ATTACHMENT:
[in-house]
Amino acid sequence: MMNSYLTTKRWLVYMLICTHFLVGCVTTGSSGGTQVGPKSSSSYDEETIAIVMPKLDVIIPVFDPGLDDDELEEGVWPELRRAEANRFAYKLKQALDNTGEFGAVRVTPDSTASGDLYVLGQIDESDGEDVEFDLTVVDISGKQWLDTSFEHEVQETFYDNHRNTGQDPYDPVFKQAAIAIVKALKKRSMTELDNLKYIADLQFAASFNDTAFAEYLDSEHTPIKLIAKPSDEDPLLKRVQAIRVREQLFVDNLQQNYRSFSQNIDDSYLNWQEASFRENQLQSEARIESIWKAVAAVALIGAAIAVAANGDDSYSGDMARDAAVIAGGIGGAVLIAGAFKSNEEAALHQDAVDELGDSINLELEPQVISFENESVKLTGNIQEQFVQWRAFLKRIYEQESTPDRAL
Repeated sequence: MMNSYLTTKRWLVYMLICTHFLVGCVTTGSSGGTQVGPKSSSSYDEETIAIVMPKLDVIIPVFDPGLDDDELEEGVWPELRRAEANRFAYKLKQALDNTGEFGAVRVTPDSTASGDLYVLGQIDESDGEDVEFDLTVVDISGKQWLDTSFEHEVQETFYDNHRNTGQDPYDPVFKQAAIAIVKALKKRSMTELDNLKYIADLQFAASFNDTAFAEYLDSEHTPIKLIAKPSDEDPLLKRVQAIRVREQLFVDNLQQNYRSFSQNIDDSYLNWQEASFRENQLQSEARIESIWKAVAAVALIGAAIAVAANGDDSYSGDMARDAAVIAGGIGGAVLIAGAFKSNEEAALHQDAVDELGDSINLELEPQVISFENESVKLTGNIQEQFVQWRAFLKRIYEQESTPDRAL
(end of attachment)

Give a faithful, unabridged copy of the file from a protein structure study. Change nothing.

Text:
[in-house]
Amino acid sequence: MMNSYLTTKRWLVYMLICTHFLVGCVTTGSSGGTQVGPKSSSSYDEETIAIVMPKLDVIIPVFDPGLDDDELEEGVWPELRRAEANRFAYKLKQALDNTGEFGAVRVTPDSTASGDLYVLGQIDESDGEDVEFDLTVVDISGKQWLDTSFEHEVQETFYDNHRNTGQDPYDPVFKQAAIAIVKALKKRSMTELDNLKYIADLQFAASFNDTAFAEYLDSEHTPIKLIAKPSDEDPLLKRVQAIRVREQLFVDNLQQNYRSFSQNIDDSYLNWQEASFRENQLQSEARIESIWKAVAAVALIGAAIAVAANGDDSYSGDMARDAAVIAGGIGGAVLIAGAFKSNEEAALHQDAVDELGDSINLELEPQVISFENESVKLTGNIQEQFVQWRAFLKRIYEQESTPDRAL
Repeated sequence: MMNSYLTTKRWLVYMLICTHFLVGCVTTGSSGGTQVGPKSSSSYDEETIAIVMPKLDVIIPVFDPGLDDDELEEGVWPELRRAEANRFAYKLKQALDNTGEFGAVRVTPDSTASGDLYVLGQIDESDGEDVEFDLTVVDISGKQWLDTSFEHEVQETFYDNHRNTGQDPYDPVFKQAAIAIVKALKKRSMTELDNLKYIADLQFAASFNDTAFAEYLDSEHTPIKLIAKPSDEDPLLKRVQAIRVREQLFVDNLQQNYRSFSQNIDDSYLNWQEASFRENQLQSEARIESIWKAVAAVALIGAAIAVAANGDDSYSGDMARDAAVIAGGIGGAVLIAGAFKSNEEAALHQDAVDELGDSINLELEPQVISFENESVKLTGNIQEQFVQWRAFLKRIYEQESTPDRAL